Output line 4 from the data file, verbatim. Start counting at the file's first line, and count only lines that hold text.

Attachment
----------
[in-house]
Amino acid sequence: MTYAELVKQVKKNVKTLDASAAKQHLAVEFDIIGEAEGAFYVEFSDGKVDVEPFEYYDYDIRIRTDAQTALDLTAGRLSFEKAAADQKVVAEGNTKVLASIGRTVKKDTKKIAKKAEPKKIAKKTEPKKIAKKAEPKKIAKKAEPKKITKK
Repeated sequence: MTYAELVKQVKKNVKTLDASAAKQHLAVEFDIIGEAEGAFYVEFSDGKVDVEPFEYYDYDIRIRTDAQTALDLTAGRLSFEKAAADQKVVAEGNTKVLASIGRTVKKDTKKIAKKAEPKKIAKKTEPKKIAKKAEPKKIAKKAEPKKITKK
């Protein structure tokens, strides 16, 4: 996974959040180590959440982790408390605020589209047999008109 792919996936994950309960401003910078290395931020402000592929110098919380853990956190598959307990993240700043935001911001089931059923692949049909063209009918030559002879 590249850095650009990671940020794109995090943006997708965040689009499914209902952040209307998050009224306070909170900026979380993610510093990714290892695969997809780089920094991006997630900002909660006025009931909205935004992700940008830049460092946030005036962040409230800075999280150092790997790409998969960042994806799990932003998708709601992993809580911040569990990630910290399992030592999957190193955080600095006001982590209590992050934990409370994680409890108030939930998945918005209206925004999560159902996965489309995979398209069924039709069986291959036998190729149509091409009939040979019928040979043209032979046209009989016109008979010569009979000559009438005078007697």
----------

């Protein structure tokens, strides 16, 4: 996974959040180590959440982790408390605020589209047999008109 792919996936994950309960401003910078290395931020402000592929110098919380853990956190598959307990993240700043935001911001089931059923692949049909063209009918030559002879 590249850095650009990671940020794109995090943006997708965040689009499914209902952040209307998050009224306070909170900026979380993610510093990714290892695969997809780089920094991006997630900002909660006025009931909205935004992700940008830049460092946030005036962040409230800075999280150092790997790409998969960042994806799990932003998708709601992993809580911040569990990630910290399992030592999957190193955080600095006001982590209590992050934990409370994680409890108030939930998945918005209206925004999560159902996965489309995979398209069924039709069986291959036998190729149509091409009939040979019928040979043209032979046209009989016109008979010569009979000559009438005078007697």